by Reed Klein
You don’t have to wake up too early to hear some of the most influential human rights activists in the nation at Whatcom Community College’s Syre Center. The 12th annual Martin Luther King Jr. Human Rights Conference started at 9:30 a.m. on Saturday, the 16th, kicking off a day of human rights awareness and workshops.
The speakers and the content are different each year, but the community is never disappointed. During the commencing ceremony the crowd sang “We Shall Overcome,” the diverse voices resounding in unison against the high ceiling of the auditorium.
Cynthia Zaferatos, who has come every year, sees the conferences as vital to the future of the community. “Equality across human classes won’t happen until we are aware of what is preventing it,” she said.
There were many surprised faces when James Bible, the day’s first speaker and last year’s keynote, brought a 14-year-old boy on stage.
“The youngest person ever to be given a life sentence was one year younger than this young man. Barry Massey, at the ripe old age of 13 was given a life sentence right here in Washington State. He was still afraid of the dark.”
Bible, head of Seattle’s NAACP, emphasized the importance of the example his generation sets. “What our children do is ultimately what we teach.”
Gerald Hankerson, the keynote speaker, took the stage next. The crowd listened with rapt attention as he explained the story of his imprisonment sentence for life at the age of 18 and his perspective from inside the high walls of Walla Walla’s state prison.
“The guys next to me were saying that dying was an advantage,” recounted Hankerson. “All I had to look forward to was some forty years isolated from the world and then dying. I had to get busy dying or I had to get busy living.”
Hankerson devoted himself to being an outstanding model prisoner who eventually gained release in April of 2009. “Although I’m out, I am still not free,” Hankerson said. “Freedom means I’m able to get on a plane without being judged by my skin color. Freedom means I am not questioned about the neighborhood I am from. No matter what the laws are, inequality is still in many people’s hearts and minds.”
Emanuel Cabrera, a 17-year-old from Nooksack High School, was inspired and joined in the loud, standing ovation to Hankerson’s speech. “As a young teenager these kinds of things could change your life,” said Cabrera. “It’s good to be around positive influences. It’s better than being on the streets. I think if a lot of kids could see this then it could help their situation.”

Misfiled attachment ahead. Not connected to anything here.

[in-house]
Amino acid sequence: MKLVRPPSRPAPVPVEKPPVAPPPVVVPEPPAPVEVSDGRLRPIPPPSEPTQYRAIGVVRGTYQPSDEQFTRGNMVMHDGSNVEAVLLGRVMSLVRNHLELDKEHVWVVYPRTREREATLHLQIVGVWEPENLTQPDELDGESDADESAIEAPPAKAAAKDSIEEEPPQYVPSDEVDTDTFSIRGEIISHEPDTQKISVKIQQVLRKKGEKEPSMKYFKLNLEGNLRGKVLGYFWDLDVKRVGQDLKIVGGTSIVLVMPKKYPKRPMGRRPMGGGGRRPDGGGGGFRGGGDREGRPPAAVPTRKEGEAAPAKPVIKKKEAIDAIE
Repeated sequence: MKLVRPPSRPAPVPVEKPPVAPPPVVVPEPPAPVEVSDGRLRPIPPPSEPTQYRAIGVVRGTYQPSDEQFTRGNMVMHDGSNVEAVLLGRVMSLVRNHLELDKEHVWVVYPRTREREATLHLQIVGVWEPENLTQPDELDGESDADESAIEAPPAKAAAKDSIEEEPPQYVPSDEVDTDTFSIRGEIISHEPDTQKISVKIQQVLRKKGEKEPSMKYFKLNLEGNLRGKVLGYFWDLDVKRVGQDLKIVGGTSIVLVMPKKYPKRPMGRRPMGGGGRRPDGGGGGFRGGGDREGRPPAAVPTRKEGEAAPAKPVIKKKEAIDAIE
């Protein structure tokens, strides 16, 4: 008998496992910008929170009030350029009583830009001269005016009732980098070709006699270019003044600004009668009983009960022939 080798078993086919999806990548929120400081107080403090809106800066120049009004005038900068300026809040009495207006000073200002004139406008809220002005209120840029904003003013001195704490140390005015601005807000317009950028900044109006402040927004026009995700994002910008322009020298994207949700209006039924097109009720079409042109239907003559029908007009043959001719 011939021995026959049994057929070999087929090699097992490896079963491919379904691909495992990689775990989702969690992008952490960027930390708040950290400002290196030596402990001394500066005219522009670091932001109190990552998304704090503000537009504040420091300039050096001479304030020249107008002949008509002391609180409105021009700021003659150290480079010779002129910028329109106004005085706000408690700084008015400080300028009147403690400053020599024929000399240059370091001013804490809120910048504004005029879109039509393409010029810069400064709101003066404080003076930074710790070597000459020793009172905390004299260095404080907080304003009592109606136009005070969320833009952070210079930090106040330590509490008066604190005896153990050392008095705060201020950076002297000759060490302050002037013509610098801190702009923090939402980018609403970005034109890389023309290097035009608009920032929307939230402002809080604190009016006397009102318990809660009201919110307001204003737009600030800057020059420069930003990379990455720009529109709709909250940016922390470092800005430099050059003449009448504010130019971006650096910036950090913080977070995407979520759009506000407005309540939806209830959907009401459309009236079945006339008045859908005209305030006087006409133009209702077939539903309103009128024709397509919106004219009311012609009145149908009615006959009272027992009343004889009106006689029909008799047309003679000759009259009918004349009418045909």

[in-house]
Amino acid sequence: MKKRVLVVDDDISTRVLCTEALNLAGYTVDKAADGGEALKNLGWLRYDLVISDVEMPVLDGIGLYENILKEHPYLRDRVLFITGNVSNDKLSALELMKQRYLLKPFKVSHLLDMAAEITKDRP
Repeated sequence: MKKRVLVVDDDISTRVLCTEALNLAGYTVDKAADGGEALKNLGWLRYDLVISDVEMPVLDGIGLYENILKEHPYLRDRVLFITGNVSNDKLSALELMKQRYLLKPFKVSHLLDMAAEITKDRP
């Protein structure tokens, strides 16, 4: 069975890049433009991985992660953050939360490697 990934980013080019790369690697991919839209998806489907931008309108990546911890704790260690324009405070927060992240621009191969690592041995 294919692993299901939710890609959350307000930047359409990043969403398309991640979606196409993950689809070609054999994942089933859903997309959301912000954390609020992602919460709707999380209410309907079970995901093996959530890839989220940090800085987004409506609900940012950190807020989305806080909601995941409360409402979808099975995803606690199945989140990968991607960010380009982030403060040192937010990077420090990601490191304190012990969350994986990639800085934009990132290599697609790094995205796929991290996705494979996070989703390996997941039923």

That is exactly the idea, said Barbara Rofkar, Whatcom Human Rights Task Force co-chairman and a coordinator of the conference. “People often feel overwhelmed by their own lives. Sometimes getting out of your own world and seeing others will better put your situation in perspective and may inspire you to really make a difference,” she said.
Following Hankerson’s speech was the workshops and an opportunity to get free food from Great Harvest Bread Co. and a $5 lunch special on Thai food. People nibbled on bagels and chomped over plates of Thai noodles as they attended short seminars on everything from language barriers to the war on drugs. Dave Nichols, former Superior Judge for Whatcom Community and one of the workshop’s instructors, considered the conference as momentous.
“The major changes in history come from the young generation stoking the fire on important issues,” he said. “Awareness is always first.”
Jeff Shaw, North Carolina Justice Center’s Director of Communications and the afternoon’s keynote speaker, is hopeful for the results of these human rights conferences. “I think the new generation is working hard, and understands the issues we face better than my generation does,” he wrote in an e-mail before the conference. “I talk to younger people and they have an understanding of, say, critical issues on race and gender that’s far beyond what my understanding was when I started doing this work.” The turnout of Cabrera and numerous other teenagers is encouraging to activists, and always provides good incentive to come back next year with even more difficult issues.
To Shaw, “That’s cause for optimism, to be sure.”